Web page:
As part of a FIRE retirement plan, you need to have an idea of total cost. As a minimal apartment dweller, I don’t have all of the things I’ll need for my retirement. While I may not have these items yet, I’ve compiled some starter ‘forever’ lists of what I think I’ll need to meet my needs for my entire life. My retirement plan is comprised of 3 main pieces:
- A Canadian homestead
- A Canada-based adventure van
- A foreign property in a warm climate to hide from winter
I haven’t fleshed out my plan for more foreign property yet, but I have started to think about needs for my adventure van and homestead. A lot of the items listed cross over between the two, so I’ll have a shared, homestead, and van list. Let’s get into it!
- First Aid Kit – Safety First, folks! [PURCHASED] [Needs Upkeep]
- Fishing Rods – Teach a man to fish, and he’ll eat for a lifetime. [PURCHASED]
- Chopsticks – The only utensil you’ll ever need! [PURCHASED]
- French Press – Always keep good coffee on-hand. [PURCHASED]
- Hand Coffee Grinder – Don’t waste power grinding coffee. [NEED]
- Cookware, Silverware, Tableware – Stainless steel will last forever. [PURCHASED]
- Mattress – Good mattress = Good sleep. Good sleep = Longer Life. [PURCHASED]
- Fire Extinguisher – Safety First! [NEED] [Needs Upkeep]
- Butane Stove – Portable stove for indoor, road, and outdoor use. [NEED]
- Carbon Monoxide Detector – Safety First! [NEED]
- Smoke Detector – Safety First! [NEED]
- Water Jug and Pump – Depending on water use, this may not suffice. TBD. [NEED]
- Wire Rack – For campfire cooking at home and abroad. Incredible [NEED]
Adventure Van Items
- Dash Cam – Gather video, and cover your ass. [NEED]
- Car Toolkit – Carjack, Jumper Cables, Pump. [NEED]
- WiFi Extender – Use wifi from outside a store..keep a lower profile. [NEED]
- Sleeping Bag – A warm weather sleeping bag that works into fall. [PURCHASED]
- General Toolkit – Screwdrivers, Socket Set, etc. [PURCHASED]
- Canning Pot + Jars – Preserve the fruits of your labour. Literally. [NEED]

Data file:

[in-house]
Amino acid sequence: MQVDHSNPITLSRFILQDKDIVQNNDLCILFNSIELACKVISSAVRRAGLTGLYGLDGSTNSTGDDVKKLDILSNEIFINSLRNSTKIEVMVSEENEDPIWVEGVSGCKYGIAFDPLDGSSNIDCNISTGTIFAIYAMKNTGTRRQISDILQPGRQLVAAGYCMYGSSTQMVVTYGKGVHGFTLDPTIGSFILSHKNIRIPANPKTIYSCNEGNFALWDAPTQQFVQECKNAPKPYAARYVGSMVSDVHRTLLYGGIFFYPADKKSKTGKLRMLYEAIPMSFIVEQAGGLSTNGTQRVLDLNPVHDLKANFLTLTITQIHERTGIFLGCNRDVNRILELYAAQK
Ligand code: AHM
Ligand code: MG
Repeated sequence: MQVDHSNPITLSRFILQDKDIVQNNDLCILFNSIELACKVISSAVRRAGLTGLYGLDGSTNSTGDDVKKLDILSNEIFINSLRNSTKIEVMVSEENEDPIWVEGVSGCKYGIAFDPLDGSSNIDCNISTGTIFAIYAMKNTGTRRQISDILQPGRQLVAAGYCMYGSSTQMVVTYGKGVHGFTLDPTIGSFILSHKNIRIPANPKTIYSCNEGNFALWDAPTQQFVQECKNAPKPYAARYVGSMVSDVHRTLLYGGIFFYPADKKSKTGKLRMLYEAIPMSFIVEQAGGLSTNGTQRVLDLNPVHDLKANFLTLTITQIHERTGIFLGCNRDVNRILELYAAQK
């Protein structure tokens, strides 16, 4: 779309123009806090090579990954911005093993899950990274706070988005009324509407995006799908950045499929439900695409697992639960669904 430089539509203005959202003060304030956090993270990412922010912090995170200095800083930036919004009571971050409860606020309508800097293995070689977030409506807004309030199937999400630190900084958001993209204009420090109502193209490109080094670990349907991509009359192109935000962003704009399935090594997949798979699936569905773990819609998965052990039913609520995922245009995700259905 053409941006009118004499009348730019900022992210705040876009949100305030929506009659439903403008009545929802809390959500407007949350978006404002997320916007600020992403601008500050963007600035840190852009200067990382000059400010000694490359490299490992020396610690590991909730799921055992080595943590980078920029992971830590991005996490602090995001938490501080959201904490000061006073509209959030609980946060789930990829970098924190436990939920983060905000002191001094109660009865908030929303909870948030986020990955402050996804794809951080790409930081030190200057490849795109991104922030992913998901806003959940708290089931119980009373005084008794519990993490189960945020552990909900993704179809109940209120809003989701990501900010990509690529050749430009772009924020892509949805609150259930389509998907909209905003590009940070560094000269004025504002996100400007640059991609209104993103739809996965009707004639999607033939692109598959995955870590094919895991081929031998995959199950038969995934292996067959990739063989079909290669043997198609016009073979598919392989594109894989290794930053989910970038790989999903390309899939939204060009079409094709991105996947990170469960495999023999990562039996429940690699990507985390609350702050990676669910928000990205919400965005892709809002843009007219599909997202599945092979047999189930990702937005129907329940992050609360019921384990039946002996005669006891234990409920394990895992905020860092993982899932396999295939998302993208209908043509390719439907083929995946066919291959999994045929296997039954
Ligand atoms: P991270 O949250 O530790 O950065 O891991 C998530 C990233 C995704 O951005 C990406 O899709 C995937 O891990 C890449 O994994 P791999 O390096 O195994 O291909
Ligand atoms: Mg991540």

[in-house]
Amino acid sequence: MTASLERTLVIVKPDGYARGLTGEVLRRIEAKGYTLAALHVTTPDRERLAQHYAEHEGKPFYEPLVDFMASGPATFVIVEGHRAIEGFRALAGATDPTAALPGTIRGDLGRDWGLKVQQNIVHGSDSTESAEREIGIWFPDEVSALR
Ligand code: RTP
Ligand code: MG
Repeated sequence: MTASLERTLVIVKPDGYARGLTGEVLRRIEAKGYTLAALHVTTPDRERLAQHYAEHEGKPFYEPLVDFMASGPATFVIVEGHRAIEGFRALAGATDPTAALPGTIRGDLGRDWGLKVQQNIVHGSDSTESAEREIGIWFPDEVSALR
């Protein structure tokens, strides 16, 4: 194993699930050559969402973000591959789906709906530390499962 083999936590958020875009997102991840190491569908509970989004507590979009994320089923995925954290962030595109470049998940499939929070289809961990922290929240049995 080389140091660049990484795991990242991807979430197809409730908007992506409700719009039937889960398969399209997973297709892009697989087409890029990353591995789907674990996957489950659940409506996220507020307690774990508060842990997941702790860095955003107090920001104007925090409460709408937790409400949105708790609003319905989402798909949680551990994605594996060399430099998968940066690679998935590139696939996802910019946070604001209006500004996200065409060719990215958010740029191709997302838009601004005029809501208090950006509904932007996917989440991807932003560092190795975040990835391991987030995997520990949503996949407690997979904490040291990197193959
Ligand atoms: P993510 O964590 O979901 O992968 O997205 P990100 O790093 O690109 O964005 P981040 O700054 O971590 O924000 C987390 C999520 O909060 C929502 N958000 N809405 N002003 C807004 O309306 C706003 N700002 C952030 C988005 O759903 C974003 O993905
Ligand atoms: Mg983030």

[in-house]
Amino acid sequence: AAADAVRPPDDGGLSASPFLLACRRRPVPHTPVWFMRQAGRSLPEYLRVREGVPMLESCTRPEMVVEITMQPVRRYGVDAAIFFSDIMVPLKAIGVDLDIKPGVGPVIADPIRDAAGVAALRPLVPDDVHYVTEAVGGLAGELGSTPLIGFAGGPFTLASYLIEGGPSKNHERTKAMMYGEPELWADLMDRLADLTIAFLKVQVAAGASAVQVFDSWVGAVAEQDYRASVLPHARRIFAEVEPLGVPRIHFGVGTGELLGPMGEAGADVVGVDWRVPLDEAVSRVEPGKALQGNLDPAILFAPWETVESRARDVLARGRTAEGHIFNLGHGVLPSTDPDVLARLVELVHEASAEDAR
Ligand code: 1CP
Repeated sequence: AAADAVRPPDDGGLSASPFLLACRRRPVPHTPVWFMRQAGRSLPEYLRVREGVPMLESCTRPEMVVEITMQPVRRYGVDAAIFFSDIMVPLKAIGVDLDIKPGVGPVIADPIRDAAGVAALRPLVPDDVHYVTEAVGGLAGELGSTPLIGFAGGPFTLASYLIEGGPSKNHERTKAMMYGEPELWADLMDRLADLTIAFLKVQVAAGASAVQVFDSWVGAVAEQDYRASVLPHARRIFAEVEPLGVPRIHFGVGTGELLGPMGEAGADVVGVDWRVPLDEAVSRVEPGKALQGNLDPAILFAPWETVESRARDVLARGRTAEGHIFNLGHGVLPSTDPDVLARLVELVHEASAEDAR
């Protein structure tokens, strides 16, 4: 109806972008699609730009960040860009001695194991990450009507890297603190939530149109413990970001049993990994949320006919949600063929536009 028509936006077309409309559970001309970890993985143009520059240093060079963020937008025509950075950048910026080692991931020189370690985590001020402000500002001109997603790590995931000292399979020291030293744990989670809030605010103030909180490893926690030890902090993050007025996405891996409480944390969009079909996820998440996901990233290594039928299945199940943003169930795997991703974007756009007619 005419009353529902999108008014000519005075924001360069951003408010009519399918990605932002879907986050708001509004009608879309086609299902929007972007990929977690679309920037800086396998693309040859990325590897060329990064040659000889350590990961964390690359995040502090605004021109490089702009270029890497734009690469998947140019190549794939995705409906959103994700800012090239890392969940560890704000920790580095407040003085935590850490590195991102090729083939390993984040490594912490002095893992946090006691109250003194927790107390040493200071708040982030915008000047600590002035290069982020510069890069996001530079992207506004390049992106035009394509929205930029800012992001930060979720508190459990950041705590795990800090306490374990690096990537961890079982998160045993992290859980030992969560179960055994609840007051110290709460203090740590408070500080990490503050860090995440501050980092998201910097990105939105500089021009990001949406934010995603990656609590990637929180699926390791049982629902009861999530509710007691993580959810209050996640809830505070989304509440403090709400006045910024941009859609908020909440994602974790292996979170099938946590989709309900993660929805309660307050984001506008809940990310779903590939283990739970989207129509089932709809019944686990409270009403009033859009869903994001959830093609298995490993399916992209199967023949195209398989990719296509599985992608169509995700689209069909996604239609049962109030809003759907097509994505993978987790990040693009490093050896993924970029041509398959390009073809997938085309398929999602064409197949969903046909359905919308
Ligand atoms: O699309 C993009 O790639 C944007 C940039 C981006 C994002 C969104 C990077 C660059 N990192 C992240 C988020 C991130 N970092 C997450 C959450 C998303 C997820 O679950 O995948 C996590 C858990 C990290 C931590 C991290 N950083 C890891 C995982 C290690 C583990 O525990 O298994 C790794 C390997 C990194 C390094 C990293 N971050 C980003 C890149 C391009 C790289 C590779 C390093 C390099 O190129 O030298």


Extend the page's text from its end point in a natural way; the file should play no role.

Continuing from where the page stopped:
- Hunting Rifle – Hunting offers a great opportunity for food and experience. [NEED]
- Tiller – Cut time and expand your garden operation. [NEED]
- Fruit Trees – Start these as early as possible. Pears, Apples, Peaches, etc. [NEED]
What do you have on your forever lists?
Okay, so I’m going to humble myself really quick. I don’t know shit about Financial Independence/Early Retirement. I’m new to the idea, and I haven’t even gotten close yet. There is so much passion coming from the people involved in this idea, they study every aspect of how to make the dream the reality. These people are the sensei to my samurai; seriously. These people love the journey and the result.
However, maybe I just don’t see the raw excitement coming from some when they reach financial independence. I guess it’s sort of like winning a race; you’ve reach the end, you feel good but you’re gearing up for the next one. I really hope when I reach FI that I can showcase my passions and really share the experience with anyone who will listen. FI is when you earn true freedom and you really get to own every minute of your life. Yell about it! Tell everyone! Say everything!
I know a lot of the publications I read are tailored to their viewer, but I’d love to hear about how amazing the end result is! Listen to a podcast that makes me want to pickup my keyboard, throw it across the room and go buy motorbike and drive across south america. Maybe finance isn’t emotionally exciting, but it could be, you know?
Maybe I’m just being a dick and ranting. Maybe I’m showing my thrill seeking behaviour. Whatever. Hopefully I can bring some fire to FIRE.
Stay tuned for more heat.
I’ve been reading http://www.reddit.com for a long time. Typically I’d waste time reading useless junk. I mean I still do, but I used to, too. All jokes aside, there is a tonne of great resources on Reddit and tonnes of talented people. Find me at /u/torontosurvivalguide
Below are some subreddits that contain a treasure trove of useful information to help make you more self-sufficient:
I hope you find something you like!
I’ve seen a lot of articles lately talking about how minimalism is only something afforded to the rich. I see where these authors are coming from. When you’re poor, you’re not minimal by ‘choice’. When you’re rich, you can be minimal by ‘choice’. Rich people also have the circumstances to afford sleek minimal furniture, durable clothes to keep a minimal wardrobe, etc.
I would argue against this, however. The more effort one puts in, the better results they’ll get from their minimalism. While thrift shopping I’ve managed to pickup durable t-shirts and clothing that is ‘Made In Canada’. In my short life, I don’t think I’ve ever seen a t-shirt in a retail store that is made in Canada. Now I own a wardrobe made up of robust pieces, that I only wash when they’re dirty or smelly, and hang dry to increase longevity.
By spending more time hunting down sales, checking prices, thinking through purchases, I’ll be able to save a lot of money. Alternately, this money may not going into monetary instruments, but be invested into higher quality needs (a new pair of winter boots, for instance).
I haven’t come up with a good way to quantify how much money I am saving by my new found passion and lifestyle, but I am sure in the long term it will benefit my mentality and my wallet. Minimalism, to me, is more than just saving money. The mental benefits it brings me are far more valuable and I believe you should do things that make you happy first and foremost.
Regardless of what your lifestyle is, move with intent, and think before you spend.